I was always anxious to find when was the rise of positive concept of magic in ancient Greece. While doing the research for local web analytics company, I discovered that this even, possibly took place somewhere in the sixth century b.c. Among the most famous of these figures between Homer and the Hellenistic period, are the Orpheus, Pythagoras, and Empedocles.
Orpheus is a mythical musician and singer, said to have lived in Thrace a generation before Homer. Orphic Mysteries, seems also to have been central to the personages of Pythagoras and Empedocles who lived in the sixth century b.c. Pythagoras for example is said to have described Orpheus, as, the father of melodious songs. Later Aeschylus describes him as the guy who haled all things by the rapture of his voice. This suggests belief in the influence of song and voice in magic. Orpheus is certainly associated with a great many deeds. The most famous is his descent to the underworld to bring back his wife, Eurydice. Orpheus' deeds are not usually condemned or spoken of negatively. This suggests that some forms of magic were more acceptable. Indeed the term applied to Orpheus to separate him from magicians of ill repute is a divine man. This fact shows, that there was a fine line between acceptance and condemnation.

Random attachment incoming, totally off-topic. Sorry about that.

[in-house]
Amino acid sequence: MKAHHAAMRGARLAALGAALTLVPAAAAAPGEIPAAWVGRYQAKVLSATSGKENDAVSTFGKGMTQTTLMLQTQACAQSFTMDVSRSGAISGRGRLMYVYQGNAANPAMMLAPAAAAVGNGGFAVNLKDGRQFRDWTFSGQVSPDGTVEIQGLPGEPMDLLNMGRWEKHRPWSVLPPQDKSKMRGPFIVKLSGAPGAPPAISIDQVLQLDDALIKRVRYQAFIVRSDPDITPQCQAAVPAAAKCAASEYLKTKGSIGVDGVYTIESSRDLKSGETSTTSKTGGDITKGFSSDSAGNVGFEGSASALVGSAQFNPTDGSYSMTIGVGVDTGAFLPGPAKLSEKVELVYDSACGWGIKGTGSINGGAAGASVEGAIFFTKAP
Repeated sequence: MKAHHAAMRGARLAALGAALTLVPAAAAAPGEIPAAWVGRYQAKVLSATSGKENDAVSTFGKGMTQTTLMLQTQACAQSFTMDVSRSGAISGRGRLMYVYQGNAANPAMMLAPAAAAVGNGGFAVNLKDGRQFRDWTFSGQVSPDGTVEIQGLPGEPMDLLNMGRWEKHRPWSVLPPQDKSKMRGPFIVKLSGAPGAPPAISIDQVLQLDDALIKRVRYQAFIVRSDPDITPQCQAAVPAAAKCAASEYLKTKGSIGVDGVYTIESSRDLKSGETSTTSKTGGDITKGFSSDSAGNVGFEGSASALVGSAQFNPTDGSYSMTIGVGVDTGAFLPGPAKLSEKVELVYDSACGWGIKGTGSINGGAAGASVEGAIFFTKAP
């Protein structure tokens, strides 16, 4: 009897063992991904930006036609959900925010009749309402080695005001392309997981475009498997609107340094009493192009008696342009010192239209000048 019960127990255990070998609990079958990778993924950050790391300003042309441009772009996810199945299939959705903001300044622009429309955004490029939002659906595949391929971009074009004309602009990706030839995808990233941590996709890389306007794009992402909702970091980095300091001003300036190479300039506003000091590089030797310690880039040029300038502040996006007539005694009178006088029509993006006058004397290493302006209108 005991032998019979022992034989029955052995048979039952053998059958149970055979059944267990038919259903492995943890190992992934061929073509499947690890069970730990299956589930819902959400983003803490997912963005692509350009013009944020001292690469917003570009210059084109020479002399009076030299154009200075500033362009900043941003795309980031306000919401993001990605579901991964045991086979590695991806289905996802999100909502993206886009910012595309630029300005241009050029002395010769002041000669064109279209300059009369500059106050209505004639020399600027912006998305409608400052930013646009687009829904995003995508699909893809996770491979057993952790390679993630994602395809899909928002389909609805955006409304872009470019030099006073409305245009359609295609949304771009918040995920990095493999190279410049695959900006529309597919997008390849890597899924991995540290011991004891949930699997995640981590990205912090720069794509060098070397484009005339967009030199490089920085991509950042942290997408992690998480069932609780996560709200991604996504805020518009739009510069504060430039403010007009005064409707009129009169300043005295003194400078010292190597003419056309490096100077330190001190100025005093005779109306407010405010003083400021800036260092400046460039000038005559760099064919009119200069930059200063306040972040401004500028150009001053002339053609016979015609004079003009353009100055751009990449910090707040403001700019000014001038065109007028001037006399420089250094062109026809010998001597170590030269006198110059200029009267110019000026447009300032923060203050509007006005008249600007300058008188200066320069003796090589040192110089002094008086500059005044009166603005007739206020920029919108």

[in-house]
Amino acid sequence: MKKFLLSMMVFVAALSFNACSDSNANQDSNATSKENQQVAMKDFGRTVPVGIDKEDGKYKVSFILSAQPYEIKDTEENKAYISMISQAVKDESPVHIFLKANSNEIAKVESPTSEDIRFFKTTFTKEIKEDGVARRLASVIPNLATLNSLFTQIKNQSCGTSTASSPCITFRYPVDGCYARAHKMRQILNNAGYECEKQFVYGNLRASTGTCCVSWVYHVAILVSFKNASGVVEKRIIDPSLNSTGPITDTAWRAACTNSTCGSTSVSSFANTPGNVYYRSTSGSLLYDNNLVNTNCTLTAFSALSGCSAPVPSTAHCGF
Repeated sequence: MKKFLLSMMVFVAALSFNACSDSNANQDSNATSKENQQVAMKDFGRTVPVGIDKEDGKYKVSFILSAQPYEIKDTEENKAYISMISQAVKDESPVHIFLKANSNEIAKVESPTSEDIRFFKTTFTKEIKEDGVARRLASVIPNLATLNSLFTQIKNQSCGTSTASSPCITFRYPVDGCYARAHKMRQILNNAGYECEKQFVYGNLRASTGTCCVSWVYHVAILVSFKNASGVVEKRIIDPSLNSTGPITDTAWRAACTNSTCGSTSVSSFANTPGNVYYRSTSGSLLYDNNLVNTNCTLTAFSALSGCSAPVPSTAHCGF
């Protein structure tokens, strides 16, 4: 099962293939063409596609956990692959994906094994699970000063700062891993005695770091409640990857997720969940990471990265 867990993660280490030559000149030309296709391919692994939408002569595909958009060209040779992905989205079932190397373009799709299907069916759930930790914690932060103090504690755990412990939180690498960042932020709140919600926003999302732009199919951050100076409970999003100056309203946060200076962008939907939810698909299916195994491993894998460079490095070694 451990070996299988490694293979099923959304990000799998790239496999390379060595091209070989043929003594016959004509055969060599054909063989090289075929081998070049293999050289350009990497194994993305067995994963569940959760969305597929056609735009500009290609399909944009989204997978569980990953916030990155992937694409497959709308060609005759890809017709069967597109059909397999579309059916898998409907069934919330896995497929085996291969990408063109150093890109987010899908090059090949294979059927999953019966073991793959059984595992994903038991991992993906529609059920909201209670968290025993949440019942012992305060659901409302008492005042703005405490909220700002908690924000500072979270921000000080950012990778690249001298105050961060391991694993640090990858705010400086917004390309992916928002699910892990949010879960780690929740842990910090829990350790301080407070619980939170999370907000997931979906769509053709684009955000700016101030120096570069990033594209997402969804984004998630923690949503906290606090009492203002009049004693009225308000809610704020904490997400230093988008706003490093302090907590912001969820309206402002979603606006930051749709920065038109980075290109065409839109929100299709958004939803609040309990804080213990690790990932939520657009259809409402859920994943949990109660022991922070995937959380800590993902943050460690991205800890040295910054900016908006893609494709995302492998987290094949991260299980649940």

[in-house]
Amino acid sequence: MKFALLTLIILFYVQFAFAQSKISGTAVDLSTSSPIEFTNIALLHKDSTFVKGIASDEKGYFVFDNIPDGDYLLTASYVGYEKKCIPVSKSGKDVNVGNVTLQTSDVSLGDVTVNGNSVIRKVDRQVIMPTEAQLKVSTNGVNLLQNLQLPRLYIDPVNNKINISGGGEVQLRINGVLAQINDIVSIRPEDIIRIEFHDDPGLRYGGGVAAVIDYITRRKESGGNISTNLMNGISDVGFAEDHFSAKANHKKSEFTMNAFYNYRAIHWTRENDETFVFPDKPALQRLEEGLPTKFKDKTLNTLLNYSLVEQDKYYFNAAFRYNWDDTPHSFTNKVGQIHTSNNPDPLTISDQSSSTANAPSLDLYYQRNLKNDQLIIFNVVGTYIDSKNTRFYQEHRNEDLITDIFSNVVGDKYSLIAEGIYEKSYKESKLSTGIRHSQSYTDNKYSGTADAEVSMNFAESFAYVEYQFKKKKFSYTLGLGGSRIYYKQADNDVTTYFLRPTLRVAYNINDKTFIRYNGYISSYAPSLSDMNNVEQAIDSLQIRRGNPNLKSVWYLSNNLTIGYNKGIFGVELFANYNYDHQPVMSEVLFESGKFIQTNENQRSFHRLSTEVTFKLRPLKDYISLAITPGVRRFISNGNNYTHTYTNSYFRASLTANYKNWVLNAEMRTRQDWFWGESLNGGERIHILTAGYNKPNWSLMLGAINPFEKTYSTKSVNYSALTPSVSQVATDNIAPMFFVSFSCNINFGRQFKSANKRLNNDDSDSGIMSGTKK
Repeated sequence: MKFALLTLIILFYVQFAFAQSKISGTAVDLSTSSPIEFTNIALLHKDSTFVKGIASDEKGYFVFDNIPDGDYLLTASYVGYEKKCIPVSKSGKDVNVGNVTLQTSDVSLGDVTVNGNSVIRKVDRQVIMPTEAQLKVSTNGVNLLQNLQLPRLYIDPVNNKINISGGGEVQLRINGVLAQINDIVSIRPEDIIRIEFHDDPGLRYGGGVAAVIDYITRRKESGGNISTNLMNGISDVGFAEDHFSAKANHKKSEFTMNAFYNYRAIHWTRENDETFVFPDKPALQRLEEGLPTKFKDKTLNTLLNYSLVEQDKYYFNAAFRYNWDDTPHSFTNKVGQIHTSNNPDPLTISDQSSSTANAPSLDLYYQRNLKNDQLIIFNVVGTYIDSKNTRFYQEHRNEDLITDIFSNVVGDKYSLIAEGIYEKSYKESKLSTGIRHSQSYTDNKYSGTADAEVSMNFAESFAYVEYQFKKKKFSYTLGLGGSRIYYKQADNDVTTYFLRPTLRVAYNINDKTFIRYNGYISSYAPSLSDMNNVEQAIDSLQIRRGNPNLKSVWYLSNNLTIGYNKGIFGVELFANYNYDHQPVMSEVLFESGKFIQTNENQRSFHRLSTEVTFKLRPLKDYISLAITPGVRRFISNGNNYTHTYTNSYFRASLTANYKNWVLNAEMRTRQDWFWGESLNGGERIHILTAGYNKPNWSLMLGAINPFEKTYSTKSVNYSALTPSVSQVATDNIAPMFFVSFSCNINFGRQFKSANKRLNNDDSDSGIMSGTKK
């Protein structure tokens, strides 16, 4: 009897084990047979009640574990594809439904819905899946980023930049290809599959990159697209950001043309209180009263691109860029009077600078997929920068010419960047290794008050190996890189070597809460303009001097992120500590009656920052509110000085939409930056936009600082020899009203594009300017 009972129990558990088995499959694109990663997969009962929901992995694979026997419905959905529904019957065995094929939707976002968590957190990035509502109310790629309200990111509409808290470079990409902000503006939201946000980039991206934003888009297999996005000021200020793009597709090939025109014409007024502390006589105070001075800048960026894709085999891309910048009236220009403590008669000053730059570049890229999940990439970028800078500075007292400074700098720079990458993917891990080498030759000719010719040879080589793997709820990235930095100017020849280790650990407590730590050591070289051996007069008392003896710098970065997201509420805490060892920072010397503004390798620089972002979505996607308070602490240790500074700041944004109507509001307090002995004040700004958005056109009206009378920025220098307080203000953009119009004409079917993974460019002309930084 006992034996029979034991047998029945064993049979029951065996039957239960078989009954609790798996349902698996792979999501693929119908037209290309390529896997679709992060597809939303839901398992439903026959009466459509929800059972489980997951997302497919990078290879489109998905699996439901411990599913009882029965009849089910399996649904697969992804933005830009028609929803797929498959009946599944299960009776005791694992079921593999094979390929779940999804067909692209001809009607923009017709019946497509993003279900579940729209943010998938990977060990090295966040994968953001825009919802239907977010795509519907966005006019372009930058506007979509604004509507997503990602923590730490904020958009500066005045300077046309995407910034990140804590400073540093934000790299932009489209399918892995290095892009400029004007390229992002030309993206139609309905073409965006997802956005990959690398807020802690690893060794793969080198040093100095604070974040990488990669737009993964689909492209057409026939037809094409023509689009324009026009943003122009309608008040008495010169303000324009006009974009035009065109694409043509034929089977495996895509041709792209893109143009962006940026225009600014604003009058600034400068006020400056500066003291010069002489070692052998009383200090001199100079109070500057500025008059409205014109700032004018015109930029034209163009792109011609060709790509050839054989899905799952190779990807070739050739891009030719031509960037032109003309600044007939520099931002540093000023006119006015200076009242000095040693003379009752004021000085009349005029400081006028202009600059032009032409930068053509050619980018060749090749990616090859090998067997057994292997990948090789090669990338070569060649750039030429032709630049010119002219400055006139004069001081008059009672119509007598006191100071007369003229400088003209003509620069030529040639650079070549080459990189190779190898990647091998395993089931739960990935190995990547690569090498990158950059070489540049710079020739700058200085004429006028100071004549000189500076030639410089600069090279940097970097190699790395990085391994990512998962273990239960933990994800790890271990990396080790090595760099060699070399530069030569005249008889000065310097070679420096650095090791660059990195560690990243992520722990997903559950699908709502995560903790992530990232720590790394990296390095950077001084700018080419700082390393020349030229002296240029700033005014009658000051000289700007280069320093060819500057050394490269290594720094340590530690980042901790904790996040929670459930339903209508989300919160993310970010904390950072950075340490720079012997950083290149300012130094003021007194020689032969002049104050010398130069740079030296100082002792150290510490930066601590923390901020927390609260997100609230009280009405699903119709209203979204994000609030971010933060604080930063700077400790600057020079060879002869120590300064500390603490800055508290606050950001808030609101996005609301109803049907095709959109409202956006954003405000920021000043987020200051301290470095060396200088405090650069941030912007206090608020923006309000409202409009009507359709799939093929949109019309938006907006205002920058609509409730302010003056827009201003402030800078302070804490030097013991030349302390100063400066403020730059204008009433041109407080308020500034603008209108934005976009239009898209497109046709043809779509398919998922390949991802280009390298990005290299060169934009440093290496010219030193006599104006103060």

It seems that Alexander the Great not only defeated Darius III and captured his family. He also became the new head of household, replacing the former Persian king. At the time of the Battle of Isis in 333 BC, Darius was married to Stateira I, who was known as the most beautiful woman on Earth. After Darius fled from the battle, Alexander captured his family and treated it with great respect. In archives of web analytics company I found some additional facts.
Unfortunately, very soon Stateira I died giving birth. It looks like the child that she was pregnant with, was not from Darius but from Alexander. Maybe, that partially explains why , Sisygambus, who was Darius’s mother, refered to Alexander as her only son. It is possible that he took over all household and have assumed the role of a king and husband to Stateira I.
When Alexander the Great died one year later after Stateira’s death, all Darius’s family mourned him as a very close relative. Sources say that they were very much in grief because of this loss. This also indicates personal relationships.